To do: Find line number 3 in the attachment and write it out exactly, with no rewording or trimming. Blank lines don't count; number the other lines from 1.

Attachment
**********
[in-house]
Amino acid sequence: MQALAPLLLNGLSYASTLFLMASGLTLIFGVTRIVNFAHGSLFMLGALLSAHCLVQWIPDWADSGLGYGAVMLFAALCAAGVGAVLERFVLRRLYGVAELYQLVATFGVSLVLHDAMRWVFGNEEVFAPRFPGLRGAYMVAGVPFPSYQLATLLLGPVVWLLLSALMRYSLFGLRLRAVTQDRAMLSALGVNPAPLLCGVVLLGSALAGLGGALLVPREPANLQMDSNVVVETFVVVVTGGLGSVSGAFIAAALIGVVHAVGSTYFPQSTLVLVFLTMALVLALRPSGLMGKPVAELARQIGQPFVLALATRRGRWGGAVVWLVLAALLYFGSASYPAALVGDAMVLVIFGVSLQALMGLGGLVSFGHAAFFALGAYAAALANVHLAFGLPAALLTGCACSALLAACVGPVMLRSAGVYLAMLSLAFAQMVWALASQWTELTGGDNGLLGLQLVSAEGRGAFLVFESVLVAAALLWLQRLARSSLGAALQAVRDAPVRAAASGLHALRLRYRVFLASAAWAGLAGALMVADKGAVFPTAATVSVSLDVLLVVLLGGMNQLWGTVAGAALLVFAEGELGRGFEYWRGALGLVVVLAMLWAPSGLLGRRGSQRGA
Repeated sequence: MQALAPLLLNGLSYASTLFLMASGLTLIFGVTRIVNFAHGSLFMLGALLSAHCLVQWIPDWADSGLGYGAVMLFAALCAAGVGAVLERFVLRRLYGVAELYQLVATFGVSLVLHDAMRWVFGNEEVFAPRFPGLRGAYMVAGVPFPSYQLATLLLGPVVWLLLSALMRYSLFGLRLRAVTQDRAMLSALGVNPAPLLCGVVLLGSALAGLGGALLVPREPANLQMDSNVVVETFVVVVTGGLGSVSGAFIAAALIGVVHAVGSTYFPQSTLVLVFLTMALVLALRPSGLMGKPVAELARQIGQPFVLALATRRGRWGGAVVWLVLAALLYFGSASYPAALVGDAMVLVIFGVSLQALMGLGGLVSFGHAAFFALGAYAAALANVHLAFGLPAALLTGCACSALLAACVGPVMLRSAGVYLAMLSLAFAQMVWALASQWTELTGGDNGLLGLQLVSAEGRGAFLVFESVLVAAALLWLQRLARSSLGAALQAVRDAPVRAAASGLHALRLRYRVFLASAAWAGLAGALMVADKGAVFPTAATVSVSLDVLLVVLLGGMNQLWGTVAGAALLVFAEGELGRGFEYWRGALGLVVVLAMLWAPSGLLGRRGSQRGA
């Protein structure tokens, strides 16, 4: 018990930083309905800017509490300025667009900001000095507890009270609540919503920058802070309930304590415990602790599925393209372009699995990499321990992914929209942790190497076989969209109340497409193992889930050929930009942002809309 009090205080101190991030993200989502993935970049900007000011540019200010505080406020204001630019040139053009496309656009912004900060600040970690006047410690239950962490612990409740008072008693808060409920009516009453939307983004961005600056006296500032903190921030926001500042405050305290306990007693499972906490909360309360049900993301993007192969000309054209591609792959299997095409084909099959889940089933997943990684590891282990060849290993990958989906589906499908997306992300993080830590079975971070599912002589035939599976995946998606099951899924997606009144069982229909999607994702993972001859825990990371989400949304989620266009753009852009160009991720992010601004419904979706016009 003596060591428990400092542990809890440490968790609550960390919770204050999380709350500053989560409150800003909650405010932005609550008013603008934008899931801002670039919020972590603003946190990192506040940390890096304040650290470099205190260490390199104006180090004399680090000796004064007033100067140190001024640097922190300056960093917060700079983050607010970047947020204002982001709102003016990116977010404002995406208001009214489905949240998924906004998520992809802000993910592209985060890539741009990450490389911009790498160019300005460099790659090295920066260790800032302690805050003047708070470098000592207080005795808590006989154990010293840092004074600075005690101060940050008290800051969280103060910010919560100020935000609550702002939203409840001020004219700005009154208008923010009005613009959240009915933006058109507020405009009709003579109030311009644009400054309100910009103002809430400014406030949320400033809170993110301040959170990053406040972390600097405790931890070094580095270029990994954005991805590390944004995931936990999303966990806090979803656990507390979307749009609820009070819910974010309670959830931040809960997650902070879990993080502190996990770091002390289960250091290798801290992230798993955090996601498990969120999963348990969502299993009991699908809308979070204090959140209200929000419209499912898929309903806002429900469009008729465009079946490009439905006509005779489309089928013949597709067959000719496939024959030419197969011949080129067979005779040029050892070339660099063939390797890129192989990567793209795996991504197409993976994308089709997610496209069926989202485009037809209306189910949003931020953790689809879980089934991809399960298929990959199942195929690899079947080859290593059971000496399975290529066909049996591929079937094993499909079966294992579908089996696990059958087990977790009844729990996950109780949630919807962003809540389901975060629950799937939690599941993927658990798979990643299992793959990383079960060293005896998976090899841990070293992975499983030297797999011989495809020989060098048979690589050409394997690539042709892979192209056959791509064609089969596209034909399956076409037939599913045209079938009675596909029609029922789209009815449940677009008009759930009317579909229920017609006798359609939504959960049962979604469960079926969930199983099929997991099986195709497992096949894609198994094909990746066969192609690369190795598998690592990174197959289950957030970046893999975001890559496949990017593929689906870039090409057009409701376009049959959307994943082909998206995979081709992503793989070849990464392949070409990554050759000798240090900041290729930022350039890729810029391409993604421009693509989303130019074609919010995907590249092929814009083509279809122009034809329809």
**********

Repeated sequence: MQALAPLLLNGLSYASTLFLMASGLTLIFGVTRIVNFAHGSLFMLGALLSAHCLVQWIPDWADSGLGYGAVMLFAALCAAGVGAVLERFVLRRLYGVAELYQLVATFGVSLVLHDAMRWVFGNEEVFAPRFPGLRGAYMVAGVPFPSYQLATLLLGPVVWLLLSALMRYSLFGLRLRAVTQDRAMLSALGVNPAPLLCGVVLLGSALAGLGGALLVPREPANLQMDSNVVVETFVVVVTGGLGSVSGAFIAAALIGVVHAVGSTYFPQSTLVLVFLTMALVLALRPSGLMGKPVAELARQIGQPFVLALATRRGRWGGAVVWLVLAALLYFGSASYPAALVGDAMVLVIFGVSLQALMGLGGLVSFGHAAFFALGAYAAALANVHLAFGLPAALLTGCACSALLAACVGPVMLRSAGVYLAMLSLAFAQMVWALASQWTELTGGDNGLLGLQLVSAEGRGAFLVFESVLVAAALLWLQRLARSSLGAALQAVRDAPVRAAASGLHALRLRYRVFLASAAWAGLAGALMVADKGAVFPTAATVSVSLDVLLVVLLGGMNQLWGTVAGAALLVFAEGELGRGFEYWRGALGLVVVLAMLWAPSGLLGRRGSQRGA